12/01/2006 12:00AM

Bidders compelled to go public

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NEW YORK - Two years into the battle to determine who will run New York racing going forward, something almost entirely absent from the process finally happened last week: Believe it or not, someone actually unveiled some actual, specific proposals.

Empire Racing Associates, perhaps on the defensive after finishing second to Excelsior Racing in the non-binding scoring of the lame-duck Ad Hoc Committee that evaluated the three serious franchise bids, last week released two detailed sections of its franchise proposal, a wide-ranging safety plan and a proposal to protect and preserve Saratoga Race Track.

Empire thus became the first of the three bidding groups to go public with anything but bland generalities, self-congratulation, and disdain for its competitors. While there was nothing revolutionary in its plan, or much that any reasonable bidder would quarrel with, it marked a promising change in the tone and tenor of the franchise process on two counts.

First, it sounded a reminder that beyond the nasty infighting and partisanship surrounding the battle for the franchise, there is actually some real potential for improvement going forward. Once video-lottery terminals, approved by the voters five years ago but repeatedly blocked by the New York Racing Association's political enemies, are finally permitted to start up at Aqueduct, there will be plenty of money to pay for the items on Empire's, and everyone else's, wish lists. Regardless of who gets the franchise, a generation's worth of upgrades and improvements to the state's racing facilities will finally be possible.

Second, Empire's new strategy amounts to trying to win the franchise on the merits of its vision and its plan. This should of course be everyone's strategy, but to date has been widely if cynically considered almost irrelevant.

The Ad Hoc Committee had initially said it would make all three proposals public after making its recommendation, but that plan seems to have changed and to date news organizations have been denied access to the bids. So we have a top-scored bidder, Excelsior, whose plan is a complete mystery and which has yet to articulate a single specific idea beyond not being Empire or NYRA. In NYRA, we have an incumbent that argues its not-for-profit structure is the best model, but which also has not offered even a glimpse of what it would do differently if given a renewal.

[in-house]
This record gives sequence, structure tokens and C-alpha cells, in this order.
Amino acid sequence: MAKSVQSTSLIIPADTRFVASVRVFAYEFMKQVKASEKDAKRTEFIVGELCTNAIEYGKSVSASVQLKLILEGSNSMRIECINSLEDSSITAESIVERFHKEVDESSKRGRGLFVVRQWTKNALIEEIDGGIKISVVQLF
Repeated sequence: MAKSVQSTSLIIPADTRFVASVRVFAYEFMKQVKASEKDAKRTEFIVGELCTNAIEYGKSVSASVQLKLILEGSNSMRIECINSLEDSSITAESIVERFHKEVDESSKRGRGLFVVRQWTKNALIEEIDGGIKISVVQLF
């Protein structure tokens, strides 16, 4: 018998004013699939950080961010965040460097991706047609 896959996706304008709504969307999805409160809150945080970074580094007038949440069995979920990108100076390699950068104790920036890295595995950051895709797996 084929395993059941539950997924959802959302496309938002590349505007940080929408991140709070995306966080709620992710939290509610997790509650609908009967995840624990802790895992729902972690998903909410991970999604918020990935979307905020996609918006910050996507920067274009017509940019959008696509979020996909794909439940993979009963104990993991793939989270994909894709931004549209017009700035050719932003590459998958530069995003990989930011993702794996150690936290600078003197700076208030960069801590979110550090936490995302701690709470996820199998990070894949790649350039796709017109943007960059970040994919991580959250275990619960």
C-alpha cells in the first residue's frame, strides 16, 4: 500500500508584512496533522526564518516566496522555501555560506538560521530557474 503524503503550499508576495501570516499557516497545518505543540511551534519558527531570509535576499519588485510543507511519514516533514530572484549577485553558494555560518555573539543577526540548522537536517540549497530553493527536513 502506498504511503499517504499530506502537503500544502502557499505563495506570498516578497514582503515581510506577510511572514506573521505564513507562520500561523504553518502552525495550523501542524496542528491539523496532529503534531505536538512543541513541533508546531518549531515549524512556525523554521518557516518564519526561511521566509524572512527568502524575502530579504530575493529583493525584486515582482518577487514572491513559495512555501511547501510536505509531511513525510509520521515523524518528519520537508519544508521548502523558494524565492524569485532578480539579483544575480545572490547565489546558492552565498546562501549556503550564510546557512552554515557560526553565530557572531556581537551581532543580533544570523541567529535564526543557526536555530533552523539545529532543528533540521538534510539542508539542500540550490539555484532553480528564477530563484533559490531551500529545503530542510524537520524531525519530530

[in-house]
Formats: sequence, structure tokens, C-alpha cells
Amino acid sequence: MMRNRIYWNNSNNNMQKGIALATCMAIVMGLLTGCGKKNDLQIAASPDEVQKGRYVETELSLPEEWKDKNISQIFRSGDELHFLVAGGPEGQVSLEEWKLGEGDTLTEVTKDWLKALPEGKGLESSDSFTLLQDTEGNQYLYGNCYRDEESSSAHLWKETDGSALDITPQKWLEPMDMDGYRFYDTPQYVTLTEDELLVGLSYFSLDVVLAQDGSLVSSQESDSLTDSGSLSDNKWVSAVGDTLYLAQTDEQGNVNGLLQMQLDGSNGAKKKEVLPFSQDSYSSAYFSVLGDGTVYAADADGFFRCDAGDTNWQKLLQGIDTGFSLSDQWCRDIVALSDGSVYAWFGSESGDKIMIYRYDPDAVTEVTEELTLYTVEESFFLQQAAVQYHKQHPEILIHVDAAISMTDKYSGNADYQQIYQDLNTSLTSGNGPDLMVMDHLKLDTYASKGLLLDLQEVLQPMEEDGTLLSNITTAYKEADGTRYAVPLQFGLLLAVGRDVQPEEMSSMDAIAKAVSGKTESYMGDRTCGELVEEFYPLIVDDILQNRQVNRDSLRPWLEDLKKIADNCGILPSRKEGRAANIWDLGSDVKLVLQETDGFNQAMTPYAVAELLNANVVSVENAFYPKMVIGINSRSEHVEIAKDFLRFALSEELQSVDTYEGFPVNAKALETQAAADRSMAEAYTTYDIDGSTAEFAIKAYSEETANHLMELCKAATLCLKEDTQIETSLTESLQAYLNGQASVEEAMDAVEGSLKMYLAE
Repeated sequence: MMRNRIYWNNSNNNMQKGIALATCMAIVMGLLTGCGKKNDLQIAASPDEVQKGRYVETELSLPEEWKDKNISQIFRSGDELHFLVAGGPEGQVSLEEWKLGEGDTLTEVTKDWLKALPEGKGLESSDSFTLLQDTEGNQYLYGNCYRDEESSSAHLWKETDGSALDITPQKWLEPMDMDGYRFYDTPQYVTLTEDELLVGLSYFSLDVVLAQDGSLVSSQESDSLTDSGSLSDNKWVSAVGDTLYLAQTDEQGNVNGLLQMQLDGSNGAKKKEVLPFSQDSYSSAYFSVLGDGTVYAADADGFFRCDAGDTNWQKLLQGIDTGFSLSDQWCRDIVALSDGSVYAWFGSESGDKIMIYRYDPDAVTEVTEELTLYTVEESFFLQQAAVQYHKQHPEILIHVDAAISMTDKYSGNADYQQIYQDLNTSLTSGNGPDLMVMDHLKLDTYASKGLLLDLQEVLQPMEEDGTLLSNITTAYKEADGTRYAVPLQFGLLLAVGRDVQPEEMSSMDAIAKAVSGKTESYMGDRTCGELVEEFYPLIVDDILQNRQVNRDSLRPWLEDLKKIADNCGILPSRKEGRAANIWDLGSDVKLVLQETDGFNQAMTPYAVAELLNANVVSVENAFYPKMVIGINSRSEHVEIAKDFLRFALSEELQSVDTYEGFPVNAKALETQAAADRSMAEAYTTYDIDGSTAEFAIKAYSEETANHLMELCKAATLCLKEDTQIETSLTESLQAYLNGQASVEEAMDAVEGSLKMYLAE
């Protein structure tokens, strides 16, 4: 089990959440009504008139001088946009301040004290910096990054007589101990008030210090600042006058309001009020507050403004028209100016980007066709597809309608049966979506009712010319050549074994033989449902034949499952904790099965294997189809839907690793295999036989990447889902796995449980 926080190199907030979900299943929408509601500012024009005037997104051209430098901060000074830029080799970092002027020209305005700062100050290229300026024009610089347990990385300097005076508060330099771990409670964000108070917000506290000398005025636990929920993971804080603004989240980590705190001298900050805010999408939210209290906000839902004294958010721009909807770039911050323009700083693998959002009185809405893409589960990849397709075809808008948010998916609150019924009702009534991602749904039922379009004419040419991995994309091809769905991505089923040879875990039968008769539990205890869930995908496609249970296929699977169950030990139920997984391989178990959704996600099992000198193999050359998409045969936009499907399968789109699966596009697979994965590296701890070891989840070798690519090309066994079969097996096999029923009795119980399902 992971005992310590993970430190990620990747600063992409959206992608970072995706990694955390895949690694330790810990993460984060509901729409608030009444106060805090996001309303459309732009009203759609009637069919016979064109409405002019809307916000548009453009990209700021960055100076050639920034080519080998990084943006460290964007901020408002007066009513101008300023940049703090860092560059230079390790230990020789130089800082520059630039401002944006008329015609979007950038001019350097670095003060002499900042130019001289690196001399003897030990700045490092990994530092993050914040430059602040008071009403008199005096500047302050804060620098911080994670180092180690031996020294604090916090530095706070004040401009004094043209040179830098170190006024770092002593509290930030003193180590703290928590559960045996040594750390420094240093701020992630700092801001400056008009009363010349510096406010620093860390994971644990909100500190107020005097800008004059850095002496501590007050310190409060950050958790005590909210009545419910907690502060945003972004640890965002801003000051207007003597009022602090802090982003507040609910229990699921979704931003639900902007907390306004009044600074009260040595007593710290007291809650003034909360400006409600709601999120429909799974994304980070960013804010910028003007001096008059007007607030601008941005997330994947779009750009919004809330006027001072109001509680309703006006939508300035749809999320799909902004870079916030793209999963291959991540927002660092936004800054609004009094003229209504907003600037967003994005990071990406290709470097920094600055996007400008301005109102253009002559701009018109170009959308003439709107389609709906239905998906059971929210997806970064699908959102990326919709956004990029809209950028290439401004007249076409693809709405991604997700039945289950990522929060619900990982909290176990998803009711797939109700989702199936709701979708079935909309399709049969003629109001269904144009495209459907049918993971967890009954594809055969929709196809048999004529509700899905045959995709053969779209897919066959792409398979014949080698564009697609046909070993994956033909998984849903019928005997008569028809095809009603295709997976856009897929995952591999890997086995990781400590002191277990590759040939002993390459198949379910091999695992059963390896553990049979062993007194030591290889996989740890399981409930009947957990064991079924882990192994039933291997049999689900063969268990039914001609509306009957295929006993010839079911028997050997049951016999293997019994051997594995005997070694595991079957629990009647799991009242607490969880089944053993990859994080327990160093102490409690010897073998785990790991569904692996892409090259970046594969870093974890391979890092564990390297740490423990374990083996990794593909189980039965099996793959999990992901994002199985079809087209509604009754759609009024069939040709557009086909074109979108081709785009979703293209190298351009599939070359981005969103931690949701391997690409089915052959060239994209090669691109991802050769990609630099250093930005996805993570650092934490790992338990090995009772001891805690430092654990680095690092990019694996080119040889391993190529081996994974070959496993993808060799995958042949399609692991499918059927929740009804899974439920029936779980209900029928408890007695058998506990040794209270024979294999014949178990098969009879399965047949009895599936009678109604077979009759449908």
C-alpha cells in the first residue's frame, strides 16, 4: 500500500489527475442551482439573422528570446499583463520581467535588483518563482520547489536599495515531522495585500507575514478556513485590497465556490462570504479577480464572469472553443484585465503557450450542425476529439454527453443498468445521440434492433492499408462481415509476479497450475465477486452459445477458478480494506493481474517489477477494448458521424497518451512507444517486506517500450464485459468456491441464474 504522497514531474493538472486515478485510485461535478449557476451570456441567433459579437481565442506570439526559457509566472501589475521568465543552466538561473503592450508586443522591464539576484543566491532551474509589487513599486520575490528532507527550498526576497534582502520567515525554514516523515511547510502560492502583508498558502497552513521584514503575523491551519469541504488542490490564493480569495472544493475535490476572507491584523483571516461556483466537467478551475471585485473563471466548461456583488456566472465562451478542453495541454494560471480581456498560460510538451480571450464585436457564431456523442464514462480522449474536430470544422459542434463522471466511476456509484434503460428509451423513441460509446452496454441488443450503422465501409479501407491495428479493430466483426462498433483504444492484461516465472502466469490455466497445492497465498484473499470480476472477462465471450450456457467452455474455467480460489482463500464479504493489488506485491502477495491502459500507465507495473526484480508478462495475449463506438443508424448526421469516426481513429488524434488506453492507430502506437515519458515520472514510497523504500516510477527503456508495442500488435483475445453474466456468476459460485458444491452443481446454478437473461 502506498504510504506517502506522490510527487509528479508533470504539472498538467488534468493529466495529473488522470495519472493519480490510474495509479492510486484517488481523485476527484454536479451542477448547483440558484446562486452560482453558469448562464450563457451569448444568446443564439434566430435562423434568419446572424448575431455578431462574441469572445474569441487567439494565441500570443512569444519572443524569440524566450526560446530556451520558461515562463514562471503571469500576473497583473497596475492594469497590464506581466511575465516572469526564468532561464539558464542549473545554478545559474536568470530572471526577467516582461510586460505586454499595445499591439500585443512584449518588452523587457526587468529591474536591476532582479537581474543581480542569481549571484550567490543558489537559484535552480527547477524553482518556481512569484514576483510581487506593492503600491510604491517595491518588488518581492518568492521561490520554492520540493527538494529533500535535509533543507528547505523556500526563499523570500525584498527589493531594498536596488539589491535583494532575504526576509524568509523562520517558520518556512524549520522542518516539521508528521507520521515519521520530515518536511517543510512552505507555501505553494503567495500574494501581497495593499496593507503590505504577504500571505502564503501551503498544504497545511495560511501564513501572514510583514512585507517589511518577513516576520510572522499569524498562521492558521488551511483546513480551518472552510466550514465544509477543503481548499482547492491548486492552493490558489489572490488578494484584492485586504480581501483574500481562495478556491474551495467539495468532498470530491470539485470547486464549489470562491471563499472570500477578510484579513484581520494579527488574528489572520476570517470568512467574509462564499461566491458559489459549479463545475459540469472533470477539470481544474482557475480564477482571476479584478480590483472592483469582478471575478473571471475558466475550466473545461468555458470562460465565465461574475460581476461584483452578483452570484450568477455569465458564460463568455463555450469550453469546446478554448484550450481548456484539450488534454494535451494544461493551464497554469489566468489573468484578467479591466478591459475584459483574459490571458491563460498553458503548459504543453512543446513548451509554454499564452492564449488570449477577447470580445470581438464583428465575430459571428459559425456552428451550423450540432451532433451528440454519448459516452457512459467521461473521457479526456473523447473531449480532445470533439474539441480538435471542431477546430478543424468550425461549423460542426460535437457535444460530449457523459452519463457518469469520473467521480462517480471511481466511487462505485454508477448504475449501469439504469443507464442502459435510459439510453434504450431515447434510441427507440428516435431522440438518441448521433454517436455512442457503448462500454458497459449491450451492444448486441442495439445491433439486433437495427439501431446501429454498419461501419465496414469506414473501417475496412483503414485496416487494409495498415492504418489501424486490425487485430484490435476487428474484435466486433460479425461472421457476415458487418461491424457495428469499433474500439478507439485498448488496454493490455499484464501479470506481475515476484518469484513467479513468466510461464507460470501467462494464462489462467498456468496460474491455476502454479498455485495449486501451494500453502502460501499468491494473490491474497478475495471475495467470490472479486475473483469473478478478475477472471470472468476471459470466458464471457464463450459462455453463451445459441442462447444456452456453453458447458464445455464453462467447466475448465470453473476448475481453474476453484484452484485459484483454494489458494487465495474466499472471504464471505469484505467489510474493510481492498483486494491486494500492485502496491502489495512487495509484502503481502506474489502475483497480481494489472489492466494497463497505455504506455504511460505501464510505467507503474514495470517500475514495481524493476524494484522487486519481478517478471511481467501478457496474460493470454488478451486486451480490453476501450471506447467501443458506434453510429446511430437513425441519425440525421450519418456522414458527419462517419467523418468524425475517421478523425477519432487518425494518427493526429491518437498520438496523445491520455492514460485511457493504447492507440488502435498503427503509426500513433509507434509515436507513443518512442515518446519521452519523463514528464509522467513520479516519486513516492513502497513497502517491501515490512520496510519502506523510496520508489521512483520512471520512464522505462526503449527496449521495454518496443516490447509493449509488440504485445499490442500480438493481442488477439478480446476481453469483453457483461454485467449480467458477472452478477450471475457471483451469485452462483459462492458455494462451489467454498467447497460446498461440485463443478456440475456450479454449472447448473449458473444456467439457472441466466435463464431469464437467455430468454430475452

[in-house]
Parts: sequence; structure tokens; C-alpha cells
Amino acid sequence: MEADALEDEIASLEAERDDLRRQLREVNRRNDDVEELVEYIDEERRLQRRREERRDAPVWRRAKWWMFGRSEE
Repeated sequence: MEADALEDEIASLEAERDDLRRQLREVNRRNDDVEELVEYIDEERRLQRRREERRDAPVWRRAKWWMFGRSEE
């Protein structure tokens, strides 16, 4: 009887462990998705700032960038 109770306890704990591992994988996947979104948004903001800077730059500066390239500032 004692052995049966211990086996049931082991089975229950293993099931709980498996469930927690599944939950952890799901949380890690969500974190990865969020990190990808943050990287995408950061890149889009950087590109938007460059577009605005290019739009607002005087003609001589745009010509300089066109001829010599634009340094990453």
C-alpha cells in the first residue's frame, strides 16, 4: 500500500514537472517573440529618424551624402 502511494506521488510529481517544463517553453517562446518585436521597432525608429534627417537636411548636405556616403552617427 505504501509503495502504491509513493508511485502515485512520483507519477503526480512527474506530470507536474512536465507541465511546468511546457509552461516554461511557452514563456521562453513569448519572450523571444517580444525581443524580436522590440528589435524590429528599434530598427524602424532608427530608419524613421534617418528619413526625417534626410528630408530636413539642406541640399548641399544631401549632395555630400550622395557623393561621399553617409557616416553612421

Due to the non-binding nature of the Ad Hoc Committee's evaluations, and the imminent change of gubernatorial regimes in Albany, it appears that the franchise is still entirely up for grabs. The outgoing Pataki administration's attempt to replace NYRA before leaving office has failed, and the incoming Spitzer administration can not rubber-stamp the Excelsior recommendation without severe scrutiny, given Spitzer's controversial fund-raising connections to one of the Excelsior principals. Mainstream news outlets are beginning to pay attention to the issue: The Wall Street Journal has reported on the Spitzer-Excelsior ties, and Empire-Excelsior squabbling was the lead item in the New York Daily News's "Rush & Molloy" gossip column this past Wednesday.

The good news there is that it seems increasingly unlikely that the matter can be resolved quietly and privately with a wink, a nod, and a check. The three groups may actually have to present their cases publicly and prevail. Imagine that: The group with the best ideas could actually win.

The other good thing about moving the matter into the courts of public opinion and public-policy analysis is that all three bidders might finally say something about the public itself.

It has been shocking that none of the three groups has even paid lip service to improving conditions or better serving the needs of racing fans and horseplayers. Not one of the groups has addressed issues such as using the cushion of slots revenue to experiment with reductions in takeout, overhauling outdated parimutuel technology for improved service and security, or fixing inconsistent and punitive scratch and refund rules that regulators are too lazy or uninformed to address.

To date, the racing public has gotten little consideration in the franchise process, since it didn't get a vote and it seemed as if everything would be settled in private. Now that the process is clearly beginning rather than ending, with future chapters likely to be written in the light of day, it's time for the bidders not only to make their cases public but also to include the public in their cases.